The right to health is often expressed, as with other rights, in individual terms. For example, the Universal Declaration on Human Rights states: ‘Everyone has the right to a standard of living adequate for the health and well-being of himself and of his family’ (UN, 1948, Article 25).
The right to health is widely understood to refer to the highest attainable standard of health (Braveman, P and Gruskin, S, 2003 and WHO, 2002). The WHO (2002) lists this as addressing the prevention, treatment and control of disease; access to health facilities and related services and; conditions in which the right to health can be realised (eg education, information, privacy, working and living conditions, participation, freedom from discrimination). This has implications for individuals and groups. First, these social, economic and cultural rights refer to services and activities that are seldom delivered to an individual, but to groups. Second, the focus of public health is on the health of the population as being linked to the individual. Third, the health of specific groups is increasingly being addressed at the group rather than individual level, for example the needs of asylum seekers and those experiencing medically unexplained physical symptoms (MUPS, such as chronic fatigue syndrome, multiple chemical sensitivity and Gulf War illnesses) (Zavestoski S et al, 2004). It is therefore timely to consider the rights of groups, not just individuals.
Not only is it important to consider individual and collective rights, but also the balance of responsibilities. While legislation and other instruments recognise the right to health, there is less clarity on who is responsible for delivering this right. There is increasingly a partnership approach to health that assumes all partners have shared interests in achieving health and that there is agreement among these diverse partners of what constitutes health. In reality, there are differing ideas about how responsibilities should be balanced and about rights to health. Bell (1996) asks: if it is the individual responsibility to eat a low fat diet, is it the community's responsibility to ensure families can afford fresh produce and low fat foods? If it is the individual's responsibility to take regular exercise, is it the community's responsibility to ensure the streets where they jog or walk are safe? While Marks (2002) argues that the key contribution of human rights to health is ‘clarifying the obligations of states’, the current modus operandi of a partnership approach to health, has led to increasing complexity in identifying who is responsible for the right to health. A collective rights framework will assist in illuminating this.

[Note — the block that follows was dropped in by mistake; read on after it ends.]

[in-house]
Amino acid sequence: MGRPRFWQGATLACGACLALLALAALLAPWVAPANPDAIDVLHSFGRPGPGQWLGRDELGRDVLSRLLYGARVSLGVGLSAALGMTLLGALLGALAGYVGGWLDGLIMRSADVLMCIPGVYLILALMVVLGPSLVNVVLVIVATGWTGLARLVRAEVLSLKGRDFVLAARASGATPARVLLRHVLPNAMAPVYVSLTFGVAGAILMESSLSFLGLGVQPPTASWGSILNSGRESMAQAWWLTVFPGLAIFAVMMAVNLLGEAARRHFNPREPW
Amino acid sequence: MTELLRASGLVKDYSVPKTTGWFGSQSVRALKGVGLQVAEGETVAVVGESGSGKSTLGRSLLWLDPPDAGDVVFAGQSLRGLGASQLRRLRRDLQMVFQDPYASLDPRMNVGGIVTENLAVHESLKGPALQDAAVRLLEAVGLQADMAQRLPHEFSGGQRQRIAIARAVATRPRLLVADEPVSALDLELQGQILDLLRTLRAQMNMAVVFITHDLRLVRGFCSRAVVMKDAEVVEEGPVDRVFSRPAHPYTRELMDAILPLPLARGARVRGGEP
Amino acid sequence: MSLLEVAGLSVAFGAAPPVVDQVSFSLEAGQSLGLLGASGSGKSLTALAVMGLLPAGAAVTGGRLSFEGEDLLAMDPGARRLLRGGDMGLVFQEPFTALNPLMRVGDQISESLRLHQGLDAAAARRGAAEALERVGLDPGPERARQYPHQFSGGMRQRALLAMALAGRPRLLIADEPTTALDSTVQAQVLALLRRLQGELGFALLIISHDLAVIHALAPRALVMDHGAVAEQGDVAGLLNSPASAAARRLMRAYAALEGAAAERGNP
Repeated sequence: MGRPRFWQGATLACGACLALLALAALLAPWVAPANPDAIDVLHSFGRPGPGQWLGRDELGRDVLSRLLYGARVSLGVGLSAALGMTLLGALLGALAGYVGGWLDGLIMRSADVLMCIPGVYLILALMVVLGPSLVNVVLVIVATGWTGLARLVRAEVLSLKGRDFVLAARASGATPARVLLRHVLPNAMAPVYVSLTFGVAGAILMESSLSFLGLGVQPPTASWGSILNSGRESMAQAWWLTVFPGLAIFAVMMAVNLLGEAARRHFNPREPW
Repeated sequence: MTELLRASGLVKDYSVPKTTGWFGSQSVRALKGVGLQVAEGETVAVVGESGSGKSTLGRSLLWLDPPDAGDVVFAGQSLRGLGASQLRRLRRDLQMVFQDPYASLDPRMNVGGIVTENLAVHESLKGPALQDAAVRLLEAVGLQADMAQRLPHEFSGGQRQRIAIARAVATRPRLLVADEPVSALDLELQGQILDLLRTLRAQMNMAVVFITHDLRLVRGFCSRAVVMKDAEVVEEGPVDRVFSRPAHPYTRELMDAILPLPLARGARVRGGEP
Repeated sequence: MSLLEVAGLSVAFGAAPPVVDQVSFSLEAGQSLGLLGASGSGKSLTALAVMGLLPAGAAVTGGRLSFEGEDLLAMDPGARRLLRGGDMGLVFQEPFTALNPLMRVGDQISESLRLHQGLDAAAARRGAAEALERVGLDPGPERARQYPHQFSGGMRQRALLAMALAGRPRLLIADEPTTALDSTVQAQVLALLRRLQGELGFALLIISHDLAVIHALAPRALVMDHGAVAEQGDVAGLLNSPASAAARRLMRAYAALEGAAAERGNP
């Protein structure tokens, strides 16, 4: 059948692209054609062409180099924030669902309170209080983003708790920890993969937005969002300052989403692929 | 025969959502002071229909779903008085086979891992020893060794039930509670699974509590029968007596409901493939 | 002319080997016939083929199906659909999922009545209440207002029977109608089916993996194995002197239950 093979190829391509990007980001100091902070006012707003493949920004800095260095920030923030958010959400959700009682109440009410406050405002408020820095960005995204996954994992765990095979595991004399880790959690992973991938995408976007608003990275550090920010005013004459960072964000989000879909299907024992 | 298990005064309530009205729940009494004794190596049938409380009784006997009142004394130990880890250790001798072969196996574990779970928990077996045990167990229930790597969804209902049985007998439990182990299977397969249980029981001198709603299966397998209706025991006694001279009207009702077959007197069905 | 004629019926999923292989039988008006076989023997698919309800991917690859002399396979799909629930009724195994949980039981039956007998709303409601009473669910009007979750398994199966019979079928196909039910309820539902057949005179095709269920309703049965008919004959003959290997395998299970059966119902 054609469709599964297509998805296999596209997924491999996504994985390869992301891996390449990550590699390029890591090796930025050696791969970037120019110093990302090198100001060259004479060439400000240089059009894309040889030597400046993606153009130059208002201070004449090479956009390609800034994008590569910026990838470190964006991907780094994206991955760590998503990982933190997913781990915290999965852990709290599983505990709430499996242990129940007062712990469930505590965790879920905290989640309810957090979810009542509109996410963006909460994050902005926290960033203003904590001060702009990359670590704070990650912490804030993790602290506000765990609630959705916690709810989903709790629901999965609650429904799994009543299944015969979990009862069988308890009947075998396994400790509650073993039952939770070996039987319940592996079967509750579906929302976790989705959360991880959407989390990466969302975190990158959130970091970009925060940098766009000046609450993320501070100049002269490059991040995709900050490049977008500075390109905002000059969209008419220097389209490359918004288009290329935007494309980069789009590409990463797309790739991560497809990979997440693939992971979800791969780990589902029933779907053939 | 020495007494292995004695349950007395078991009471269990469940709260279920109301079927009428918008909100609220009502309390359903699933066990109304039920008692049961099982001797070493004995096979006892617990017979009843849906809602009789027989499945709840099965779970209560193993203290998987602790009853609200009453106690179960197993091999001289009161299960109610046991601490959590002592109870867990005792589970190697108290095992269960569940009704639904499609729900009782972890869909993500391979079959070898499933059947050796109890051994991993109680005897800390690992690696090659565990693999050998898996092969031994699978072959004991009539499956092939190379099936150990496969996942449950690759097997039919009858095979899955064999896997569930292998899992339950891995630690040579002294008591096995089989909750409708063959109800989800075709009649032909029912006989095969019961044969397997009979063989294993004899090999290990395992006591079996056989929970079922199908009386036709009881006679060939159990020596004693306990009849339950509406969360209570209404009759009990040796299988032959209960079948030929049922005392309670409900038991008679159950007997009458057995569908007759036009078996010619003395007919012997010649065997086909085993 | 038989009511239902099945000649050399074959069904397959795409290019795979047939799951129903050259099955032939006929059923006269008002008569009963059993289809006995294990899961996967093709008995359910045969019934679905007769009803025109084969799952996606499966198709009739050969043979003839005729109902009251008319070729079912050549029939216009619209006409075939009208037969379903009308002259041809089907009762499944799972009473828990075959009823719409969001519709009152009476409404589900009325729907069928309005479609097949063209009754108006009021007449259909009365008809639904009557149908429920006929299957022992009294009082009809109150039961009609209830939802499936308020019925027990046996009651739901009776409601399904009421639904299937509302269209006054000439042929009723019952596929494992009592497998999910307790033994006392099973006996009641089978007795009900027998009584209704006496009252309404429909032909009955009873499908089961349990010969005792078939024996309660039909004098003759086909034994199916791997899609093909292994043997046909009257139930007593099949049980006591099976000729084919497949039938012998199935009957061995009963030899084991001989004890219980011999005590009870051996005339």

2. Why Consider a Collective Rights Framework?
2.1 The Global Policy Context of Health Partnerships
There is an inextricable link between health and human rights (Mann, J et al, 1999). A number of conventions, protocols and charters protect the ‘right to health’ at the global, regional and national level (WHO, 2002). The review of policies in this section shows that together with the increasing recognition in health policy of these rights to health, there is a move away from the State having a key responsibility for health, to partnership approaches that include the public, private and not-for-profit sectors and individuals. The right to health is set against a background of increasing complexity in the delivery of health through partnership approaches and the increasing awareness of challenges facing partnerships in addressing health inequalities and social exclusion. While research continues to explore how the challenges facing partnerships are overcome, research is lacking on how the shared responsibilities of partnerships will fulfil people’s right to health.